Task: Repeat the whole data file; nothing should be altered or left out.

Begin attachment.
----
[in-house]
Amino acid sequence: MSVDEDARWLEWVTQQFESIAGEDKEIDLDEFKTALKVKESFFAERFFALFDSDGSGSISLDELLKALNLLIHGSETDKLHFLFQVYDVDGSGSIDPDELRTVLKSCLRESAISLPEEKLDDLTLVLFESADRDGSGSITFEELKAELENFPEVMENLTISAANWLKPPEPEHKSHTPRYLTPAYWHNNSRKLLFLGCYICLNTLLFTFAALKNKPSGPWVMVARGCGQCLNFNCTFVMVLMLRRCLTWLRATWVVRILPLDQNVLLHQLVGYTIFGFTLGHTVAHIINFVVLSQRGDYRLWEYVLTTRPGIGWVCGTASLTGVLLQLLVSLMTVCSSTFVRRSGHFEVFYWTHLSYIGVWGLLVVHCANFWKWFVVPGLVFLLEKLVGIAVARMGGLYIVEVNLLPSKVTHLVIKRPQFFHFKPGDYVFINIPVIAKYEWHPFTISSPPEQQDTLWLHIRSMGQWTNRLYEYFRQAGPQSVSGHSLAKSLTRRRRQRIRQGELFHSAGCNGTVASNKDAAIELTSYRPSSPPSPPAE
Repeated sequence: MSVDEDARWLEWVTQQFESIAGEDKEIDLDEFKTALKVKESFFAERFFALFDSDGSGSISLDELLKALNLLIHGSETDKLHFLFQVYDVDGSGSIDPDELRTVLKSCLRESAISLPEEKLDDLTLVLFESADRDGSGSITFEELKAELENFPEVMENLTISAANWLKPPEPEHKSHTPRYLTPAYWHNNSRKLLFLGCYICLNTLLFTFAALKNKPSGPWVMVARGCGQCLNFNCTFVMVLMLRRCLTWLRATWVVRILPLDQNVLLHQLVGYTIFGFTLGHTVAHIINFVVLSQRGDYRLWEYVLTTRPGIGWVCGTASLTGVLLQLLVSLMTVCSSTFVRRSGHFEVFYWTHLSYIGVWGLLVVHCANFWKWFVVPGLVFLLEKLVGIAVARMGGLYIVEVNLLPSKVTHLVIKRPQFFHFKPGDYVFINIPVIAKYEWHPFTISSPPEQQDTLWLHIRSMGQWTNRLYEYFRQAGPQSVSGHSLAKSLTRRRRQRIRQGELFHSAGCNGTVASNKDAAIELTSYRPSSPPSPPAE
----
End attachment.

[in-house]
Amino acid sequence: MSVDEDARWLEWVTQQFESIAGEDKEIDLDEFKTALKVKESFFAERFFALFDSDGSGSISLDELLKALNLLIHGSETDKLHFLFQVYDVDGSGSIDPDELRTVLKSCLRESAISLPEEKLDDLTLVLFESADRDGSGSITFEELKAELENFPEVMENLTISAANWLKPPEPEHKSHTPRYLTPAYWHNNSRKLLFLGCYICLNTLLFTFAALKNKPSGPWVMVARGCGQCLNFNCTFVMVLMLRRCLTWLRATWVVRILPLDQNVLLHQLVGYTIFGFTLGHTVAHIINFVVLSQRGDYRLWEYVLTTRPGIGWVCGTASLTGVLLQLLVSLMTVCSSTFVRRSGHFEVFYWTHLSYIGVWGLLVVHCANFWKWFVVPGLVFLLEKLVGIAVARMGGLYIVEVNLLPSKVTHLVIKRPQFFHFKPGDYVFINIPVIAKYEWHPFTISSPPEQQDTLWLHIRSMGQWTNRLYEYFRQAGPQSVSGHSLAKSLTRRRRQRIRQGELFHSAGCNGTVASNKDAAIELTSYRPSSPPSPPAE
Repeated sequence: MSVDEDARWLEWVTQQFESIAGEDKEIDLDEFKTALKVKESFFAERFFALFDSDGSGSISLDELLKALNLLIHGSETDKLHFLFQVYDVDGSGSIDPDELRTVLKSCLRESAISLPEEKLDDLTLVLFESADRDGSGSITFEELKAELENFPEVMENLTISAANWLKPPEPEHKSHTPRYLTPAYWHNNSRKLLFLGCYICLNTLLFTFAALKNKPSGPWVMVARGCGQCLNFNCTFVMVLMLRRCLTWLRATWVVRILPLDQNVLLHQLVGYTIFGFTLGHTVAHIINFVVLSQRGDYRLWEYVLTTRPGIGWVCGTASLTGVLLQLLVSLMTVCSSTFVRRSGHFEVFYWTHLSYIGVWGLLVVHCANFWKWFVVPGLVFLLEKLVGIAVARMGGLYIVEVNLLPSKVTHLVIKRPQFFHFKPGDYVFINIPVIAKYEWHPFTISSPPEQQDTLWLHIRSMGQWTNRLYEYFRQAGPQSVSGHSLAKSLTRRRRQRIRQGELFHSAGCNGTVASNKDAAIELTSYRPSSPPSPPAE